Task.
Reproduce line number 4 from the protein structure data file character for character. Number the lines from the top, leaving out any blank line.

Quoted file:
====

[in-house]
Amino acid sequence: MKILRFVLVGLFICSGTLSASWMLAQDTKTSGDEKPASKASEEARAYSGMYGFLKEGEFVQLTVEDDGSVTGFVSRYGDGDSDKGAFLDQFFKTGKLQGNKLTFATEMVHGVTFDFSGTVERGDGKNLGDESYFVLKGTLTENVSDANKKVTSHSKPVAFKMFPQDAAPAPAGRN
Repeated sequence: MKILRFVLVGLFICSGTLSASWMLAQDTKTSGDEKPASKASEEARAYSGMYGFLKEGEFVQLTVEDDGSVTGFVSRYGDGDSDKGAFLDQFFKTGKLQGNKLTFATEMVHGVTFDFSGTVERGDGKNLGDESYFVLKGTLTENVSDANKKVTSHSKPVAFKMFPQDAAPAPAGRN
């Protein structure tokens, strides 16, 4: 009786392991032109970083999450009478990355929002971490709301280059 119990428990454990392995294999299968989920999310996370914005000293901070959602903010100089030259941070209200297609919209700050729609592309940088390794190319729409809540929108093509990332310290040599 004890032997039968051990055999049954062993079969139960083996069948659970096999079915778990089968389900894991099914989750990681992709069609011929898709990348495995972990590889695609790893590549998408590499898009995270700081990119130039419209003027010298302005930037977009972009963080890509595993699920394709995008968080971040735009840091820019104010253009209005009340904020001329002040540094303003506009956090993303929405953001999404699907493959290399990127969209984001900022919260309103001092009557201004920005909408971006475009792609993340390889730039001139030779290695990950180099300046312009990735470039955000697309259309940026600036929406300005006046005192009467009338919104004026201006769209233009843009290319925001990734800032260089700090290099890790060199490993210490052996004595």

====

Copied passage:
């Protein structure tokens, strides 16, 4: 009786392991032109970083999450009478990355929002971490709301280059 119990428990454990392995294999299968989920999310996370914005000293901070959602903010100089030259941070209200297609919209700050729609592309940088390794190319729409809540929108093509990332310290040599 004890032997039968051990055999049954062993079969139960083996069948659970096999079915778990089968389900894991099914989750990681992709069609011929898709990348495995972990590889695609790893590549998408590499898009995270700081990119130039419209003027010298302005930037977009972009963080890509595993699920394709995008968080971040735009840091820019104010253009209005009340904020001329002040540094303003506009956090993303929405953001999404699907493959290399990127969209984001900022919260309103001092009557201004920005909408971006475009792609993340390889730039001139030779290695990950180099300046312009990735470039955000697309259309940026600036929406300005006046005192009467009338919104004026201006769209233009843009290319925001990734800032260089700090290099890790060199490993210490052996004595």